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Obes Res. 2004 Sep;12(9):1397-407.

The M16 mouse: an outbred animal model of early onset polygenic obesity and diabesity.

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  • 1Department of Animal Science, University of Nebraska, Lincoln, NE 68583-0908, USA.

Abstract

OBJECTIVE:

To characterize the phenotypic consequences of long-term selective breeding for rapid weight gain, with an emphasis on obesity and obesity-induced diabetes (diabesity).

RESEARCH METHODS AND PROCEDURES:

M16 is the result of long-term selection for 3- to 6-week weight gain from an ICR base population. Experiment 1 characterized males from both lines for body weights (3, 6, and 8 weeks), feed (4 to 8 weeks) and H(2)O (6 to 8 weeks) consumption, and heat loss, body composition, and levels of several plasma proteins at 8 weeks of age. Experiment 2 characterized differences between lines for both sexes at three ages (6, 8, and 16 weeks) and fed two diets (high and normal fat). Body weight, composition, blood glucose, and plasma insulin and leptin levels were evaluated after an 8-hour fast.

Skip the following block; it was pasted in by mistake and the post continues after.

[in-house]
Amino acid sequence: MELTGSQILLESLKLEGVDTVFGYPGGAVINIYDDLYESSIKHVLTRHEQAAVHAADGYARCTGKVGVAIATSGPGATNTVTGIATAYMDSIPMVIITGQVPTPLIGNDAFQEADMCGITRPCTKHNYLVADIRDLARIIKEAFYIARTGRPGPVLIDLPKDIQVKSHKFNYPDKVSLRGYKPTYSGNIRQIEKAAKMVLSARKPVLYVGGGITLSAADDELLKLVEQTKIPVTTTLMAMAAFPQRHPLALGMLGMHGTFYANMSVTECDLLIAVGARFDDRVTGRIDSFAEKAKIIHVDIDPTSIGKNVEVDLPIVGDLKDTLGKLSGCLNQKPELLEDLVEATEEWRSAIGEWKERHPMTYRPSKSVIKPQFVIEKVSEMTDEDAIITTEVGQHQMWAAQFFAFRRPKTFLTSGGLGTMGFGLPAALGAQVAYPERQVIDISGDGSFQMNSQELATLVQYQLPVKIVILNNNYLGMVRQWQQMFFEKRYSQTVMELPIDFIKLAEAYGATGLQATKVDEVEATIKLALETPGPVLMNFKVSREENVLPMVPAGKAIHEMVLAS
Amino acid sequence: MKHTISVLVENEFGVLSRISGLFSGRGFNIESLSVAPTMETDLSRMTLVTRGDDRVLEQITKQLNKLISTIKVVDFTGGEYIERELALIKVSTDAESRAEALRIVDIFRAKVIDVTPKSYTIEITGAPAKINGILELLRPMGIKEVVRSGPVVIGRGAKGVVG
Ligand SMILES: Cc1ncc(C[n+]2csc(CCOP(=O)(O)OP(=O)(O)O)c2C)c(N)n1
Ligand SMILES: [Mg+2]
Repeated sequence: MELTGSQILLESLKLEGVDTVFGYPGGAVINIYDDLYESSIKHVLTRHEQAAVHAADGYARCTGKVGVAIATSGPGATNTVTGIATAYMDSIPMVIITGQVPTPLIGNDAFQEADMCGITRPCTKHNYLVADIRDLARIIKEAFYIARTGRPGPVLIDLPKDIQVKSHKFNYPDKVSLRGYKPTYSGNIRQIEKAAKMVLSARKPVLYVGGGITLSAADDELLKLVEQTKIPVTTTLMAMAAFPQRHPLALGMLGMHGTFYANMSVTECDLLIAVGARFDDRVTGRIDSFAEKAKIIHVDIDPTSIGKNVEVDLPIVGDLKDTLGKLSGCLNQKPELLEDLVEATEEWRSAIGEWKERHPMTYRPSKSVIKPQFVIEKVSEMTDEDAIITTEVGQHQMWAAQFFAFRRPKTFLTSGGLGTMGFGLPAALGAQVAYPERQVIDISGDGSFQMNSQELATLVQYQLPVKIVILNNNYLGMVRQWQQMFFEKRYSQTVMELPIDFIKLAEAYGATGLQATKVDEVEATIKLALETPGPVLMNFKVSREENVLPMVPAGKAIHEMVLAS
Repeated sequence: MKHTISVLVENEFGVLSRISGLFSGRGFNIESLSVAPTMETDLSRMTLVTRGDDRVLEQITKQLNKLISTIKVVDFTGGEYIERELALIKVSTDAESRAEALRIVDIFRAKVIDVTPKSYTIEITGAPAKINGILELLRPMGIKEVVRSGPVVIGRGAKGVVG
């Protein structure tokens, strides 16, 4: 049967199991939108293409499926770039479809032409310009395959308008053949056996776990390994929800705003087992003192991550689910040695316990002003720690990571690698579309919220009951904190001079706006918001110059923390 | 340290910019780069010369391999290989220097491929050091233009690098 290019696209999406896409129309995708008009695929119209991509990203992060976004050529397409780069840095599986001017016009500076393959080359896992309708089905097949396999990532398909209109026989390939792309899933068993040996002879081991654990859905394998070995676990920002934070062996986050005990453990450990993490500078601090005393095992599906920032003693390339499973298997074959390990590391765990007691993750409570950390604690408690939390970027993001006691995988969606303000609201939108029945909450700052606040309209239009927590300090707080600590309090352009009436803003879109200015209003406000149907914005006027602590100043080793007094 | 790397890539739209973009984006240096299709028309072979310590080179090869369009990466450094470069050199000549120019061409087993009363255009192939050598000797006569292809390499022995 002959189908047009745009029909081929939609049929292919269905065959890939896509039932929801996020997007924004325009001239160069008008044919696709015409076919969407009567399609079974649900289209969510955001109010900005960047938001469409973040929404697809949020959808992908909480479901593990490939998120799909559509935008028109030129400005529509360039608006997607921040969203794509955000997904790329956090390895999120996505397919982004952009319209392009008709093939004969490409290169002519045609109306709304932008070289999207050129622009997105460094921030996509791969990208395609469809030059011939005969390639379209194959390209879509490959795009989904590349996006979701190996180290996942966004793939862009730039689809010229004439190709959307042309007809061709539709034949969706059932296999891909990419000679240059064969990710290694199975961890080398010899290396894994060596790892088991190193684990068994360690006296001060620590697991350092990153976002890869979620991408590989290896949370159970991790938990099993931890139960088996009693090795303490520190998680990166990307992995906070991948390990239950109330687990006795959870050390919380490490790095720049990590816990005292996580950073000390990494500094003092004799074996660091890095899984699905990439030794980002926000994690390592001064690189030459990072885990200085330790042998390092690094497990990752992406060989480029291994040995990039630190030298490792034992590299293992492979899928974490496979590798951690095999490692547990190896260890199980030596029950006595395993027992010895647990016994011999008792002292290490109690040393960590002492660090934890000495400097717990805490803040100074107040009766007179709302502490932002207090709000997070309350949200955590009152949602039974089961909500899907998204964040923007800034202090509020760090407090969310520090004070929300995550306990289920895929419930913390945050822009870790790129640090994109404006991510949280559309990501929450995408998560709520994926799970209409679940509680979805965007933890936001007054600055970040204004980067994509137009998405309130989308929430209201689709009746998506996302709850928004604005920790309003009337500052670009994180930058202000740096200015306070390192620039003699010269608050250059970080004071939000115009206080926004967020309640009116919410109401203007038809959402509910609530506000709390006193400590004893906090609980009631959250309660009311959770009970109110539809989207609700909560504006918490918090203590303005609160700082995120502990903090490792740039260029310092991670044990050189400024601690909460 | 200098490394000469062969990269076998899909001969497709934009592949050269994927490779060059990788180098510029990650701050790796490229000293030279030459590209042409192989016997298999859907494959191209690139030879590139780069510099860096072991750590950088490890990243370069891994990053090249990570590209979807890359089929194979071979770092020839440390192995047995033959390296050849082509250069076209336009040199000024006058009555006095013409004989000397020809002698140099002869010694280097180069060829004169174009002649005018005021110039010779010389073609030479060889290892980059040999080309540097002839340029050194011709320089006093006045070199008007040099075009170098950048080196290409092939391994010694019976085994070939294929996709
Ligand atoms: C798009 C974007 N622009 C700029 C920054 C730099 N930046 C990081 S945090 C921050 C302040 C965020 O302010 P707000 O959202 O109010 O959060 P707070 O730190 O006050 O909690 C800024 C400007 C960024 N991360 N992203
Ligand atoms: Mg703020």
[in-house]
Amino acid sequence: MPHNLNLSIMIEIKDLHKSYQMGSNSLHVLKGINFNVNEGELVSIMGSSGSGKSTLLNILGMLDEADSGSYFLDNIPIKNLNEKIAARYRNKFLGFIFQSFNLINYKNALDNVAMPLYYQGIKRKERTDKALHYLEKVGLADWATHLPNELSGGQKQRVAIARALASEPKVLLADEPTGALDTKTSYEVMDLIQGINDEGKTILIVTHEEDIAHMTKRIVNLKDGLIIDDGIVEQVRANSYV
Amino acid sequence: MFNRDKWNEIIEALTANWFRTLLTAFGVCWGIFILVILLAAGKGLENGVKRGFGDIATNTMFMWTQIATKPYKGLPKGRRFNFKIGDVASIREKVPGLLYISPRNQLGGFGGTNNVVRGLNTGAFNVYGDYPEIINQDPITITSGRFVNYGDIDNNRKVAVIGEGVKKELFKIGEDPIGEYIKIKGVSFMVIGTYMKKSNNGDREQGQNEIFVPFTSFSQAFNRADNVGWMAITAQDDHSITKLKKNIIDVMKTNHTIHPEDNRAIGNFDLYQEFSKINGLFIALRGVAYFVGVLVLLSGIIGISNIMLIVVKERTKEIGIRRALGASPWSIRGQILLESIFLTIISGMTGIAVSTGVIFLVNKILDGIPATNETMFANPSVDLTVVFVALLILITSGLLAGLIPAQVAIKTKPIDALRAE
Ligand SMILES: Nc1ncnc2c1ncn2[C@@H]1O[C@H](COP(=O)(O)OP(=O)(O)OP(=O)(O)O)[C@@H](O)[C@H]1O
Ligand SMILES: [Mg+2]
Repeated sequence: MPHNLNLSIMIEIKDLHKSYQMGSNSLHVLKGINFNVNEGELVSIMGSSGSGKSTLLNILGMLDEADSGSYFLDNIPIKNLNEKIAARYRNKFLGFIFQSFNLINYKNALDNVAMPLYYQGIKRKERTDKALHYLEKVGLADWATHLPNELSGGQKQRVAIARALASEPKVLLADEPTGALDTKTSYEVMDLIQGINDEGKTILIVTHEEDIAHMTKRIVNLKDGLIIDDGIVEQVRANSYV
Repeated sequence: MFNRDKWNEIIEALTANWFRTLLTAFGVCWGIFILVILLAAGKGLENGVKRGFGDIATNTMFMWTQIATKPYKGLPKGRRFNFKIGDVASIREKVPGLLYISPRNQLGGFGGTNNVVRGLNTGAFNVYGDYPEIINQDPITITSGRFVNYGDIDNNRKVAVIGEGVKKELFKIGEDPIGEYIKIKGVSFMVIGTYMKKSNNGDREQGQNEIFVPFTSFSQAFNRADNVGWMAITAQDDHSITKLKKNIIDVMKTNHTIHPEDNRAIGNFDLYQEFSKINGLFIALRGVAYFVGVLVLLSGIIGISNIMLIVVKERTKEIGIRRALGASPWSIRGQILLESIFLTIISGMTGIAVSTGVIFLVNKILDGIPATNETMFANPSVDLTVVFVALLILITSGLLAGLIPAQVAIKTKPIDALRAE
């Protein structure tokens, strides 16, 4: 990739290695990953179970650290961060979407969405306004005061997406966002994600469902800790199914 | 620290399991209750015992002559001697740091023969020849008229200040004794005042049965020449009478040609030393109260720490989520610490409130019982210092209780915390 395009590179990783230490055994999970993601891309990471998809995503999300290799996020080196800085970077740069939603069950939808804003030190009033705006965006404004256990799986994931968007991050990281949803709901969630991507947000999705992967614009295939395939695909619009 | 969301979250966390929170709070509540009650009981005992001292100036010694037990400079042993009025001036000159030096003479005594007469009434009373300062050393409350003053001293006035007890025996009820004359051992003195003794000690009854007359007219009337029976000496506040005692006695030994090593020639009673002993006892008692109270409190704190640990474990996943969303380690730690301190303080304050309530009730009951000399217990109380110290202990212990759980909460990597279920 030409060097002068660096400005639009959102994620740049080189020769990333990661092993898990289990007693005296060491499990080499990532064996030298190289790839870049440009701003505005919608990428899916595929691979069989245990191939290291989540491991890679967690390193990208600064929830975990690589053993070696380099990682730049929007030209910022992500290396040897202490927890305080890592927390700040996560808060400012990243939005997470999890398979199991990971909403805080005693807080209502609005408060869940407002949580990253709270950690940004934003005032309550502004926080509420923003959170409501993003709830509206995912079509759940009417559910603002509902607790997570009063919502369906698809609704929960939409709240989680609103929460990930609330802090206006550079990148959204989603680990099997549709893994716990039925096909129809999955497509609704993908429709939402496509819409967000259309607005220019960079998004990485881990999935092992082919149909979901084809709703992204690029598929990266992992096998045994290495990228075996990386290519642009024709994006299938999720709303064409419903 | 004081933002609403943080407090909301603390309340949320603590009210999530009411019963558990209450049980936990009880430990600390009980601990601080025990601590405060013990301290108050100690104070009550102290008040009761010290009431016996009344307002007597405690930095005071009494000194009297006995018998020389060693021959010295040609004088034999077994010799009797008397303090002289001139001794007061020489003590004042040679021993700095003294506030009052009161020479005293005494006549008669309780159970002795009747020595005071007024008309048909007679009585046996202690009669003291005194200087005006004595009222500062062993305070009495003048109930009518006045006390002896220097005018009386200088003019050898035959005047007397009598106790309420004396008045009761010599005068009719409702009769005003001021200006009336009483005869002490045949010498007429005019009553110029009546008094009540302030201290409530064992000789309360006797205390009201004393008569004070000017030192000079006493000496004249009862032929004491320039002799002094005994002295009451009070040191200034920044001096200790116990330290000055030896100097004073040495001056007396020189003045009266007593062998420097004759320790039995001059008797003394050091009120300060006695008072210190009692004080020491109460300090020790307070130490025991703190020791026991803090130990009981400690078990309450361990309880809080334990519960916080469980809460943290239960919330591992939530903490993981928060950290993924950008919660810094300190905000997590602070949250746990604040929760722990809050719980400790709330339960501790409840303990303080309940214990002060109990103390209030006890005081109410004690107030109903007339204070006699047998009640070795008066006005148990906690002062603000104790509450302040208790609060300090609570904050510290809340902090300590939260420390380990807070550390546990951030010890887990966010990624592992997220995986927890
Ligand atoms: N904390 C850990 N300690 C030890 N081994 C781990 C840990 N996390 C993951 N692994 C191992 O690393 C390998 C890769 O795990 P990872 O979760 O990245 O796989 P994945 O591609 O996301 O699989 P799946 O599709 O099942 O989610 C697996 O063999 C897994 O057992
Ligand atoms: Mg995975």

RESULTS:

At all ages measured, M16 mice were heavier, fatter, hyperphagic, hyperinsulinemic, and hyperleptinemic relative to ICR. M16 males and females were hyperglycemic relative to ICR, with 56% and 22% higher fasted blood glucose levels at 8 weeks of age.

DISCUSSION:

M16 mice represent an outbred animal model to facilitate gene discovery and pathway regulation controlling early onset polygenic obesity and type 2 diabetic phenotypes. Phenotypes prevalent in the M16 model, with obesity and diabesity exhibited at a young age, closely mirror current trends in human populations.

PMID:
15483204
[PubMed - indexed for MEDLINE]
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